So many kinds of sea bird…
‘I don’t take kindly to your tramping so near to my nest and my fledglings. Kindly desist’
‘We’re only here to take photos. We’re birdwatchers – kind of – and we’re only here for a couple of hours’.
‘We’ve met your kind before. Go away or I’ll peck a hole in your hat!’
‘That’s unkind. We’re kindred spirits here. We love the Farne Islands too. All you Arctic terns, thousands and thousands of you. And so many other kinds of bird too’
‘Frankly, you kindle nothing but feelings of irritation and annoyance. Just … go away.’
So long as the weather’s been kind, that is.
Walking in Studley Royal the other day, my interest was kindled by an odd yelping call coming from one of the trees along my path. It wasn’t from any bird I recognised. That’s because it turned out not to be a bird, but a grey squirrel. An alarmed and agitated grey squirrel. This one.
I don’t know what the problem was – nothing that I could see. But he was at it as I arrived. I watched him for more than five minutes, and he was still at it as I went on my way. This is what he sounded like.
It’s time for our weekly day out. We’ll stay in the UK this time, but I’m going to whisk you from destination to destination – ones that aren’t at all crowded, and where there are all kinds of shells and stones and rocks and seaweed and birdlife to enjoy, whatever the weather turns out to be.
Here are just a few among dozens of apple varieties displayed at last year’s Apple Day at Ripon’s Walled Garden. It’s where adults and young people with learning disabilities are supported into employment through the skills they learn in this wonderful garden environment.
It’s that time of the month again, when I re-publish a post from our years in France. This one made me sad. It reminded me of times when people could simply be together enjoying each other’s company; where kindness and friendship were easy to demonstrate; and when an affectionate hug was nothing to fear. Kindred spirits. Ah well…
Walking for the Masses
October 10th, 2010
The French love walking – as in hiking. The Fédération Française de la Randonnée Pédestre is an immensely popular organisation with all age groups, and with a somewhat younger image than the British Ramblers. The French walk alone, with friends, in groups such as ours, Les Rando del’Aubo, and …..on mega-rambles.
We first came upon the mega-ramble when our own group went along, a couple of years ago now, on a walk organised by the FF Randonnée Midi- Pyrénées group. We and about 800 others. It’s something of a military operation. Breakfast is offered, refreshments along the route, which has to be signposted beforehand and cleared afterwards. Photocopied maps are handed out, and when it’s all over, there are exhibits to mooch round, apéros to drink, trophies to award (the oldest walker, the person who’s travelled furthest to participate, that sort of thing). There’s often a sit down meal on offer too, though not that day.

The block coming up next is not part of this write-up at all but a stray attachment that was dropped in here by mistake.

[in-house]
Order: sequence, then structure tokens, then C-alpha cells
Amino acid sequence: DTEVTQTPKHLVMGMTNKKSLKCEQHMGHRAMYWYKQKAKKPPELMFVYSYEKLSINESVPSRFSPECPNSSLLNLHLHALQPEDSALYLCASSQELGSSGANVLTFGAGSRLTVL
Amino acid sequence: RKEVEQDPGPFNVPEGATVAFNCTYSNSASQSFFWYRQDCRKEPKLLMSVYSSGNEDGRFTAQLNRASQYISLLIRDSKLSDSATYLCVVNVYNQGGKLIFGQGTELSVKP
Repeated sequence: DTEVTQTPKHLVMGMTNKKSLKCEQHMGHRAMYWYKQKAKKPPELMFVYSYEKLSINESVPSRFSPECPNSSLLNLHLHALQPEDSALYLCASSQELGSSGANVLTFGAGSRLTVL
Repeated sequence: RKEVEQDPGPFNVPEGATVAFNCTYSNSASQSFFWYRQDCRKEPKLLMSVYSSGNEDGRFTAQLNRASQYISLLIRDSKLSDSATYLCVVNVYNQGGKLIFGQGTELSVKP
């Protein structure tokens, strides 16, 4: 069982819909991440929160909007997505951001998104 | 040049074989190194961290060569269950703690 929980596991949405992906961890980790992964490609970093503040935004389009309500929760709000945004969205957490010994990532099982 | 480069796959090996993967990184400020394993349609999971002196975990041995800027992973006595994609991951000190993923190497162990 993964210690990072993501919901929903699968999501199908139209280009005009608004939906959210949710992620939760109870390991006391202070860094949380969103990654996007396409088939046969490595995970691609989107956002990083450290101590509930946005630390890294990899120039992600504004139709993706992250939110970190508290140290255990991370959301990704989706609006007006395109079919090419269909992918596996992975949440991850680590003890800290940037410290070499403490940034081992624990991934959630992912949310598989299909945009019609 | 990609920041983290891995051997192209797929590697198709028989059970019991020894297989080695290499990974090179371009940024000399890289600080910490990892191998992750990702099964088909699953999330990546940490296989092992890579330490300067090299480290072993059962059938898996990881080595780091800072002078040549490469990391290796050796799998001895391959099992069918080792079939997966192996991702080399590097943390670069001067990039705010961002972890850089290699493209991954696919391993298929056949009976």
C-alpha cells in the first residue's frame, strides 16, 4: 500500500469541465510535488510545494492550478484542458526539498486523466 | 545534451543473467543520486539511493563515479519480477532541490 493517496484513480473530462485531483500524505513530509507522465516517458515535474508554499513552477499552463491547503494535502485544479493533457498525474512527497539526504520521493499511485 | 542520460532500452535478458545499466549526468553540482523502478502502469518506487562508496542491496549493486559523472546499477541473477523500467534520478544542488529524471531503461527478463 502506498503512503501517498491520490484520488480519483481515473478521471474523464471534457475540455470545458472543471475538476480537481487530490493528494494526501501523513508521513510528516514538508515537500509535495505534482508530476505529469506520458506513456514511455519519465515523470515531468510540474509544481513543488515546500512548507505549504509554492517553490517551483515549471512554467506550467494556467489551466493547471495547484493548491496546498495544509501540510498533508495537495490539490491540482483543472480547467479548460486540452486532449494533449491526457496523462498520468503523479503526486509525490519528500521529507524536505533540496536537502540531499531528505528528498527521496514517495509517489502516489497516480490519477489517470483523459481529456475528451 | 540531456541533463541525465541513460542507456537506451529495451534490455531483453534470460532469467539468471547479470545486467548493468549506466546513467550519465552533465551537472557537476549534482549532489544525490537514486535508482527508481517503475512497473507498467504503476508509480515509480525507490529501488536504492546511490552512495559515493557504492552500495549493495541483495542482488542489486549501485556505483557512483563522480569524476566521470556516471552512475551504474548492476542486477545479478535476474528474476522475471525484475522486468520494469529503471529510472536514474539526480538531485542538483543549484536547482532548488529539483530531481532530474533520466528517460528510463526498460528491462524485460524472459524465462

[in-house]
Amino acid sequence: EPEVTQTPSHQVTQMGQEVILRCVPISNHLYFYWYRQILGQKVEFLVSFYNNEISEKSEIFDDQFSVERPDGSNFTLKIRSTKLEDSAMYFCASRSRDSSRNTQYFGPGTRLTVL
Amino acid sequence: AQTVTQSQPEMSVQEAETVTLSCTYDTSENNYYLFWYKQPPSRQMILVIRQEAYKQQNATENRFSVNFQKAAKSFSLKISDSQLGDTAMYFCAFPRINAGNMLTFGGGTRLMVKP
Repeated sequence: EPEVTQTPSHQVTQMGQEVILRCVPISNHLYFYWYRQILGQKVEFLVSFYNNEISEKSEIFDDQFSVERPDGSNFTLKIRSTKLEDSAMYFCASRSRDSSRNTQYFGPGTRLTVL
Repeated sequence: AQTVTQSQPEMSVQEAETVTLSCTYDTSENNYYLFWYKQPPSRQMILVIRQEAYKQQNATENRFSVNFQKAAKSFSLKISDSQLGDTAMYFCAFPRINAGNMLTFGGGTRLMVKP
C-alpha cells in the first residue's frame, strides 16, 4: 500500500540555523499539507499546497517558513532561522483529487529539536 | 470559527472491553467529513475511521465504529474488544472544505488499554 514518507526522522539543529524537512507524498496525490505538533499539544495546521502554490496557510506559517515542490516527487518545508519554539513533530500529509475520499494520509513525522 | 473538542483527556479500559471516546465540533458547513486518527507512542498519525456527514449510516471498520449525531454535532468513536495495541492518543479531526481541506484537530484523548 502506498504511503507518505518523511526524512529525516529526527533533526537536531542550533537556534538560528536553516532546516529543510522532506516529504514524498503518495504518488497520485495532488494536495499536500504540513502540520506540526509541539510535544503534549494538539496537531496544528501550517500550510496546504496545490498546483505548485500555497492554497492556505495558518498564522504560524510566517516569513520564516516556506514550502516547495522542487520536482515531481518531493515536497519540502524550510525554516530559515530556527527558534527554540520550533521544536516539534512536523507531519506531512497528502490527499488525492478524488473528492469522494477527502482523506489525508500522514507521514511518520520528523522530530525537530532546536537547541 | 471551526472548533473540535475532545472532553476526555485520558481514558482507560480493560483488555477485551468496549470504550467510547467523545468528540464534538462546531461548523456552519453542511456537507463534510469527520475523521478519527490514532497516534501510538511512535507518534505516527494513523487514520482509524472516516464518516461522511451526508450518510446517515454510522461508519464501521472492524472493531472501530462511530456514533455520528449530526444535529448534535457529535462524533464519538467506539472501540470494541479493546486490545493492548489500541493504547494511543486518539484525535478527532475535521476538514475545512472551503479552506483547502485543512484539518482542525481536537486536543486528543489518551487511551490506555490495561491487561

Interesting, but walking with dozens – hundreds – of others isn’t really our thing. This means we quite often sit out the Sunday walk, because these occasions happen pretty often.
Today, I made an exception. In France, basic health care is free, but most people chose to top up by insuring themselves with a Mutuelle, which covers all the bits the system doesn’t pay for. To publicise themselves, and various health charities, the Mutuelles of the Ariège organised a walk near Mirepoix today, and they needed our help.
Early this morning, under the covered market hall in Mirepoix we set up tables, prepared healthy breakfasts (breads, cheese, fruit juices, dried prunes) and registered walkers. Some people waymarked the route, others acted as marshals, and lots of us got to walk as well. Only 171 walkers today. Why would we be so public-spirited? Perhaps this picture tells you why.
Something else though. Sitting down with everyone after it was all over, I reflected how far we’ve come. This week, Malcolm’s been in England, so apart from exchanging English/French conversation on Tuesday for an hour, and enjoying lunch with an English friend on Friday, I’ve spent the rest of my time walking or eating with friends, shopping, singing, going to the gym and all the rest, entirely in French (well, I’ve done some hard labour at home too. But I only had myself to talk to). Over two years ago, when we first sat down for a communal meal, we could see people’s eyes glaze with fear as they thought they were going to be stuck with that English couple. Could we speak French? Well, yes actually, but both easy chit-chat, and more serious discussion were difficult for us in a noisy group situation. Today I was happy to be the only foreigner in the group: instead of fearing me, it was ‘Is that chair next to you free? May I sit with you?’
Out here in the sticks, little lodgers are part of life: usually field mice. They usually fall for the old trick of heading for the peanut butter and apple wedged into the humane trap, and that’s it. They are indeed trapped, and next morning we’ll take them a long way down the road and invite them to make a new home elsewhere. I guess it’s not really all that kind or humane at all, but a traditional trap with certain death at the end seems even less appealing.